In case you were curious, Tuesday's 9.4% hope-for-a-stimulus-deal driven uptick in the S&P 500 was the seventh trading day out of the last 12 that the index has risen or fallen at least 5%. That has not happened (seven out of 12) since the fourth quarter of 2008 (specifically, Nov. 12 through Dec. 1 of that year). Four of the days in the current period had moves of 9% or more, which was not the case during the 2008 period I mentioned; most big moves back then were in the 6% range, with one at 8.9%.
One big difference between the aforementioned periods is that the volatility in the fourth quarter of 2008 came after a prolonged, one-year period of market drawdowns that started in October 2007. Investors by that time had experienced a year of falling markets.
The current period came out of the blue, and while it has blindsided investors, they still may be a bit fresher than they were by the fourth quarter of 2008. I, for one, am more hopeful at this point than I was in, say, October 2008.
Elsewhere, silver has gotten a boost over the past week, with the spot price rising 23% through Wednesday morning's $14.62 an ounce. Last week, I wrote about the disconnect between the spot price and physical silver, and while the spot price has risen, so has the price of physical silver.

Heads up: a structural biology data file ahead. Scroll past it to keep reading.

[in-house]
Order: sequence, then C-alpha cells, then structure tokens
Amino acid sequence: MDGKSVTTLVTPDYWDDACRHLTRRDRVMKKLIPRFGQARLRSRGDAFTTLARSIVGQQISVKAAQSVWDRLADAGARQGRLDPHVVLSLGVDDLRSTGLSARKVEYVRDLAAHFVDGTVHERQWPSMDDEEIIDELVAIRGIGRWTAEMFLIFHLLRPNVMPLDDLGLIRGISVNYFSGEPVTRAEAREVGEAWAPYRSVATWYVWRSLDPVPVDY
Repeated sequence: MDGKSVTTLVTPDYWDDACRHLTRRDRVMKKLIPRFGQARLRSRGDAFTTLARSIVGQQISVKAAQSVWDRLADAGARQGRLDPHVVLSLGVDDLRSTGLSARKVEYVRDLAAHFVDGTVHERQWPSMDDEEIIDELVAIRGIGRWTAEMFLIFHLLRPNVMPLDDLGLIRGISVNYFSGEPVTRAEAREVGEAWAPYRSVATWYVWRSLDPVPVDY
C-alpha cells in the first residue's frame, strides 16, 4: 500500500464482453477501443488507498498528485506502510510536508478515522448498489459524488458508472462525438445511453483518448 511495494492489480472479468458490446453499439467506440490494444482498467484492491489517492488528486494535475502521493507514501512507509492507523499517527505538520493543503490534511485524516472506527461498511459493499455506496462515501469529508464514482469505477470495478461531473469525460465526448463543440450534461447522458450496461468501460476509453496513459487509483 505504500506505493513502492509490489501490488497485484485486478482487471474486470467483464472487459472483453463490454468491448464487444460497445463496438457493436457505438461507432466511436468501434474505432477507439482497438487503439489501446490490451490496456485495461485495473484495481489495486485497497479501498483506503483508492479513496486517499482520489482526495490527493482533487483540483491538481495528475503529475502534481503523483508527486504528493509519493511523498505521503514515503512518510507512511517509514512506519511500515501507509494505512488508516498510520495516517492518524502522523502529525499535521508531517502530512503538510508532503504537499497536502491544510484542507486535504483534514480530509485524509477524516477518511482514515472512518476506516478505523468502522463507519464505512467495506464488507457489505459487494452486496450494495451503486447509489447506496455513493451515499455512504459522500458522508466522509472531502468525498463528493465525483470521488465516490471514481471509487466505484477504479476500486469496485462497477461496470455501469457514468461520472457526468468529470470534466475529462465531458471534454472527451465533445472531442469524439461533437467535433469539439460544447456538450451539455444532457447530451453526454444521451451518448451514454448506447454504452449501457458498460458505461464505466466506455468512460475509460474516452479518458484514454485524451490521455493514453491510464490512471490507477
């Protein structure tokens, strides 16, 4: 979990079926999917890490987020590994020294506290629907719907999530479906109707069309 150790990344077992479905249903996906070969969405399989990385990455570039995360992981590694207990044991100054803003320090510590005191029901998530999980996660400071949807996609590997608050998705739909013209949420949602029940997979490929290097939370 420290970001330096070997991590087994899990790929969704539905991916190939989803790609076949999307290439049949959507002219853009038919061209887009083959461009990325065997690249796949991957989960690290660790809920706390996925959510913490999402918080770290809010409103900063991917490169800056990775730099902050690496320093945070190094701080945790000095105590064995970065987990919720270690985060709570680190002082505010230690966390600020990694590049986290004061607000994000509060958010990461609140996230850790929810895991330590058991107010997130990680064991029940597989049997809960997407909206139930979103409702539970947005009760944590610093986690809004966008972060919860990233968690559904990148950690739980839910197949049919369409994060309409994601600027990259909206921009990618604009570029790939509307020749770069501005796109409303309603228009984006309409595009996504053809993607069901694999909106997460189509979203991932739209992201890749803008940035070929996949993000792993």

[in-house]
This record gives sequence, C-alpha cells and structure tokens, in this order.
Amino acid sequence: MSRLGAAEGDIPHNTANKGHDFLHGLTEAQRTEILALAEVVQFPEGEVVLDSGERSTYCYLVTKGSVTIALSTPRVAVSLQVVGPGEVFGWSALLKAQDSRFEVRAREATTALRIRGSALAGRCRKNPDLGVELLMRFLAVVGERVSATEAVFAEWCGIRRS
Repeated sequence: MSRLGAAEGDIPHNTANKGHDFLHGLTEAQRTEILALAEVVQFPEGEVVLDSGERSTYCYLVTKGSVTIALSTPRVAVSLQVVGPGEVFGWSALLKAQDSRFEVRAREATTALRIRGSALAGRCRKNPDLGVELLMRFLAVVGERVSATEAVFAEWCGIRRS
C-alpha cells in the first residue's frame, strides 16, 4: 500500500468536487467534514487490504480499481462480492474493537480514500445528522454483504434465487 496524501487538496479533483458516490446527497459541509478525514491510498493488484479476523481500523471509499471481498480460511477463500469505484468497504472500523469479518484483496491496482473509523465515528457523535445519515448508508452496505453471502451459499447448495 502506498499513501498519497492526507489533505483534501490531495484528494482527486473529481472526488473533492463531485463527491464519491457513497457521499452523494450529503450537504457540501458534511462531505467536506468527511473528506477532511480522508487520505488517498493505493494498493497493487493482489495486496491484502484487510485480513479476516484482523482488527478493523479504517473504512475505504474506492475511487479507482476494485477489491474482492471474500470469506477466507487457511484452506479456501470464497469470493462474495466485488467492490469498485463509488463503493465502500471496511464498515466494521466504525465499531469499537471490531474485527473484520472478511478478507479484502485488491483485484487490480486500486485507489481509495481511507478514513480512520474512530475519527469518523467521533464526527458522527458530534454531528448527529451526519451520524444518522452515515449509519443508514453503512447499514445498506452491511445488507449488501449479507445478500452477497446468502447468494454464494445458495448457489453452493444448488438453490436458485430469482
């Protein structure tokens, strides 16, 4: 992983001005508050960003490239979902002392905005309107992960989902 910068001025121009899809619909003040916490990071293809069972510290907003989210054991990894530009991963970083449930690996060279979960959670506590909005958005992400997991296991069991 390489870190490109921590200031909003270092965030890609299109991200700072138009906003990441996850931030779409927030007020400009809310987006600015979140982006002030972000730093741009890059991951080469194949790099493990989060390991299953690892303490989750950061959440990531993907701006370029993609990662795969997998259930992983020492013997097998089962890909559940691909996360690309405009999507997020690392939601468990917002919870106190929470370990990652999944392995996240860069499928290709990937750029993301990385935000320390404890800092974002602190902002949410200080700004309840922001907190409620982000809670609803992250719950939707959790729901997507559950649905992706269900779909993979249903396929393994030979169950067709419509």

The spread between the two has not narrowed; indeed, it has widened a bit in the case of "junk silver." A $100 bag of 90% pure silver coins, which contains 71.5 ounces of silver, is now selling for $1,757, or about $24.57 an ounce. That represents a 68% premium to the spot price. Last week, the same bag sold for $1,475, which implied a 63% premium.
Admittedly, I am a bit intrigued by the Sprott Physical Silver Trust PSLV; each share represents 0.3691 ounces of silver. At Tuesday's close of 5.26 per unit, that implies buying silver at $14.25 an ounce, which was below Tuesday's spot price close of $14.44. Interestingly, PSLV is fully backed by and redeemable for physical silver. As of Tuesday, the trust held around 63.786 million ounces.
Unitholders are able to redeem units for physical silver on a monthly basis, but that is subject to minimum requirements. For instance, redemptions are done at the last day of the month and must be for the equivalent of at least 10 London Good Delivery bars (these weigh between 750 and 1100 troy ounces each; that's a lot of silver). The redeemer is also responsible for delivery costs.
Clearly the premium for junk silver is due to the demand for relatively small amounts of silver that investors can hold in their hands. A silver quarter, for instance, contains $2.63 in silver (at the spot price) while a 1000-ounce bar, which is not divisible, is valued at about $14,500.
Theoretically, however, it is an interesting way to get exposure to physical silver at just under the spot price.